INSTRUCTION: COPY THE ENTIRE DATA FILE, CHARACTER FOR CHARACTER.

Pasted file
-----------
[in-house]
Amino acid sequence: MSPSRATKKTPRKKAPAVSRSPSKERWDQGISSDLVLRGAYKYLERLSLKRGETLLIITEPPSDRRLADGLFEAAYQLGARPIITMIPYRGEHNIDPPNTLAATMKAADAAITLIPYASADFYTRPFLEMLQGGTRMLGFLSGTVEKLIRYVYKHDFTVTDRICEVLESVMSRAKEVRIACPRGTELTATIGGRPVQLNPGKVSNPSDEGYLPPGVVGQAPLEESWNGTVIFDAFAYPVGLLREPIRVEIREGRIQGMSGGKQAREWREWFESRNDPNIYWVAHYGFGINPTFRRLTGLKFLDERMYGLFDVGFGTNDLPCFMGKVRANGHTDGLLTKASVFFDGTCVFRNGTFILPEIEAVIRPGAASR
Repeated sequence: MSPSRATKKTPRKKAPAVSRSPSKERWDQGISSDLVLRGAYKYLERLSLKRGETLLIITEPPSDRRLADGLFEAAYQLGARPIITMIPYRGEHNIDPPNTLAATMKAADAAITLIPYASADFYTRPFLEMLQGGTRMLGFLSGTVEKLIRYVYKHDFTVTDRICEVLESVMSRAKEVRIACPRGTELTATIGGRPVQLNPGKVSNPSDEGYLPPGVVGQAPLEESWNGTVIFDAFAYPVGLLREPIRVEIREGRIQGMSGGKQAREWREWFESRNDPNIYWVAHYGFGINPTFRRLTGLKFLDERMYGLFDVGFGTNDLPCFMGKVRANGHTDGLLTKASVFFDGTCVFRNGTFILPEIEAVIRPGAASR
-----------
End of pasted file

[in-house]
Amino acid sequence: MSPSRATKKTPRKKAPAVSRSPSKERWDQGISSDLVLRGAYKYLERLSLKRGETLLIITEPPSDRRLADGLFEAAYQLGARPIITMIPYRGEHNIDPPNTLAATMKAADAAITLIPYASADFYTRPFLEMLQGGTRMLGFLSGTVEKLIRYVYKHDFTVTDRICEVLESVMSRAKEVRIACPRGTELTATIGGRPVQLNPGKVSNPSDEGYLPPGVVGQAPLEESWNGTVIFDAFAYPVGLLREPIRVEIREGRIQGMSGGKQAREWREWFESRNDPNIYWVAHYGFGINPTFRRLTGLKFLDERMYGLFDVGFGTNDLPCFMGKVRANGHTDGLLTKASVFFDGTCVFRNGTFILPEIEAVIRPGAASR
Repeated sequence: MSPSRATKKTPRKKAPAVSRSPSKERWDQGISSDLVLRGAYKYLERLSLKRGETLLIITEPPSDRRLADGLFEAAYQLGARPIITMIPYRGEHNIDPPNTLAATMKAADAAITLIPYASADFYTRPFLEMLQGGTRMLGFLSGTVEKLIRYVYKHDFTVTDRICEVLESVMSRAKEVRIACPRGTELTATIGGRPVQLNPGKVSNPSDEGYLPPGVVGQAPLEESWNGTVIFDAFAYPVGLLREPIRVEIREGRIQGMSGGKQAREWREWFESRNDPNIYWVAHYGFGINPTFRRLTGLKFLDERMYGLFDVGFGTNDLPCFMGKVRANGHTDGLLTKASVFFDGTCVFRNGTFILPEIEAVIRPGAASR